A taste of Iceland in Brooklyn’s Norman

Festival lets New Yorkers experience a gourmand’s delight without leaving their backyard

The interior of the Norman restaurant.

Photo courtesy of Norman
Though you can’t always taste Iceland there, Norman’s open kitchen serves up contemporary cuisine seven days a week.

Victoria Hofmo
Brooklyn, N.Y.

On Saturday, September 30, I had the great pleasure of dining at Norman’s Taste of Iceland event, a gourmand’s delight. Diners had a choice of two- or four-course tasting menus, one crafted by Norman’s American chef, Andrew Whitcomb, or one by visiting Icelandic Head Chef from the Blue Lagoon’s Lava Restaurant, Viktor Orin Andrésson. I choose the latter for its Scandinavian allure.

There was also a choice of three cocktails chosen to complement each course, (except dessert), created by Icelandic mixologist Kári Sigurðsson, “head bartender at Apotek Restaurant (which holds the title of Best Cocktail Bar in Reykjavík).” I chose only one signature drink, as I wanted to make sure I could find my way back home.

The first course was gently smoked Arctic Char, paired with a lovely medley of flavors: bits of dill, green apples, and roe, all enveloped in a creamy texture. The culprit? Icelandic buttermilk. The subtle earthiness was intoxicating.

For a beverage, I choose the Skógarfoss Sour, a green drink named after an Icelandic waterfall. It delighted with surprising hints of dill syrup and estragon (tarragon) tincture. The base content of my drink was Brennivín, which literally means “burned wine” and is a quintessential Icelandic liquor made from potato mash and flavored with caraway. Brennivín is also known as The Black Death. Until very recently it could not be bought in the United States.

My third course starred two cuts of Icelandic lamb: a fried fillet and grilled sirloin, seasoned with Arctic thyme and other spices. The lamb was tender and each cut was surprisingly distinctive. The meat was accompanied by lovely potatoes and earthy red cabbage prepared with a delicate touch.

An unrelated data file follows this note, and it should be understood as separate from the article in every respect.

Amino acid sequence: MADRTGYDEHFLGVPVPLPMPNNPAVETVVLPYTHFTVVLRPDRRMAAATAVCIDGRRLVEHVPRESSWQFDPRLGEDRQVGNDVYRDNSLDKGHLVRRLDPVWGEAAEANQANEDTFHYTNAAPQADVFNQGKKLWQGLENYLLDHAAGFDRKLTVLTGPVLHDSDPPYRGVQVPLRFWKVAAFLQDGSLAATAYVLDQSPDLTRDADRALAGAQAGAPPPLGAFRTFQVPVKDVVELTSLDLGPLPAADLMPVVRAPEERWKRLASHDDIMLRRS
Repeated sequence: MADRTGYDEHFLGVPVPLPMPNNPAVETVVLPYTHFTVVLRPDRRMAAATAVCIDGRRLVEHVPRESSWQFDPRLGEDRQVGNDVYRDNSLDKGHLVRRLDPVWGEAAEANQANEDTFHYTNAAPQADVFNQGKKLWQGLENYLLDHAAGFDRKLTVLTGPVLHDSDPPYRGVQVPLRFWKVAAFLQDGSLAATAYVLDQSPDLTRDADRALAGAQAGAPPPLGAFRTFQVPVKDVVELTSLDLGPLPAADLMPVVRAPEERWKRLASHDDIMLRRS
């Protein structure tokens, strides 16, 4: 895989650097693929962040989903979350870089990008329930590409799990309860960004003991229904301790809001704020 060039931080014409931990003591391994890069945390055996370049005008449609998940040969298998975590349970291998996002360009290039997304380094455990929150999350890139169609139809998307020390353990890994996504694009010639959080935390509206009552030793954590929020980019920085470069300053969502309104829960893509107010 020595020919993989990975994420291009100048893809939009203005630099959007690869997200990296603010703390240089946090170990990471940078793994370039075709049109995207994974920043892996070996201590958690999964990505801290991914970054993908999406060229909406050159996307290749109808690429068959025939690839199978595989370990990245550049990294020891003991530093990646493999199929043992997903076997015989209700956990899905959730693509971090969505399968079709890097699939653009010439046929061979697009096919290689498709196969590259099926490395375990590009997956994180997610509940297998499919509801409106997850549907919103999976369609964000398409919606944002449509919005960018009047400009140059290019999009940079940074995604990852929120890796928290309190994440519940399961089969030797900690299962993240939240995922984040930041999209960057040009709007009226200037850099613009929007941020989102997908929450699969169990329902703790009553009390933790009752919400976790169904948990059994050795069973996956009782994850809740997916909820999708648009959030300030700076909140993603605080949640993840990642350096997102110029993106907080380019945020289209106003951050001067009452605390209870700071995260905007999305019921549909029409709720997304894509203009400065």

The dessert was a velvety melding of sour and sweet, comprising Icelandic skyr with tinges of wild blueberries, warm blueberry cake, chocolate, and hazelnuts.

Did I forget the second course? No, I saved the best for last. I encountered a forest on a plate, as a mound of spruce branches enveloped in mist was presented by the guest chef himself, Viktor Orin Andrésson. Atop rested a grilled Icelandic langoustine, a mouthful of sea and smoothness. On the side there was a small gift in a ceramic container. I opened the lid with anticipation and inside was a luscious langoustine soup.

Each course was the perfect size; I was satiated. I really wanted to savor, which I did, dining solo for a little over two hours. Between bites I gazed out beyond the floor-to-ceiling windows, which offer a wonderful view of an expansive sky. The cost was $55, very reasonable for such an experience.

Even though I have spent time in Iceland on two occasions, it was wonderful to take a trip there while remaining right in my own backyard. Encountering these new tastes, flavor combinations, and nomenclature became an adventure in itself, transporting me to this remarkable part of the world.

Norman is a Scandinavian venture, created by culinary Nordic rock stars Fredrick Berselius and Claus Meyer. Located in Greenpoint, Brooklyn, it includes a bakery and serves breakfast, lunch, and dinner. The name Norman harks back to an earlier time, when this now-industrial part of Brooklyn was verdant and owned by Dirck the Norseman, a settler from Bergen, Norway.

This tasting menu was part of a larger four-day festival held throughout Brooklyn, Taste of Iceland in New York City 2017, which also spotlighted Icelandic literature, design, films, and music. Don’t be dismayed if you missed this unique event, particularly the meal at Norman, because the restaurant is a wonderful dining experience at any time.

For more information on Norman, visit www.restaurantnorman.com.

This article originally appeared in the Oct. 20, 2017, issue of The Norwegian American. To subscribe, visit SUBSCRIBE or call us at (206) 784-4617.

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Victoria Hofmo

Victoria Hofmo was born, raised, and still lives in Bay Ridge, Brooklyn, the historical heart of Norwegian New York. She is 3/4 Scandinavian: 1/2 Norwegian and 1/4 Danish/Swedish. Self-employed, she runs an out-of-school-time program that articulates learning through the arts. Hofmo is an advocate for arts and culture, education, and the preservation of the built and natural environment of her hometown, with a love for most things Scandinavian.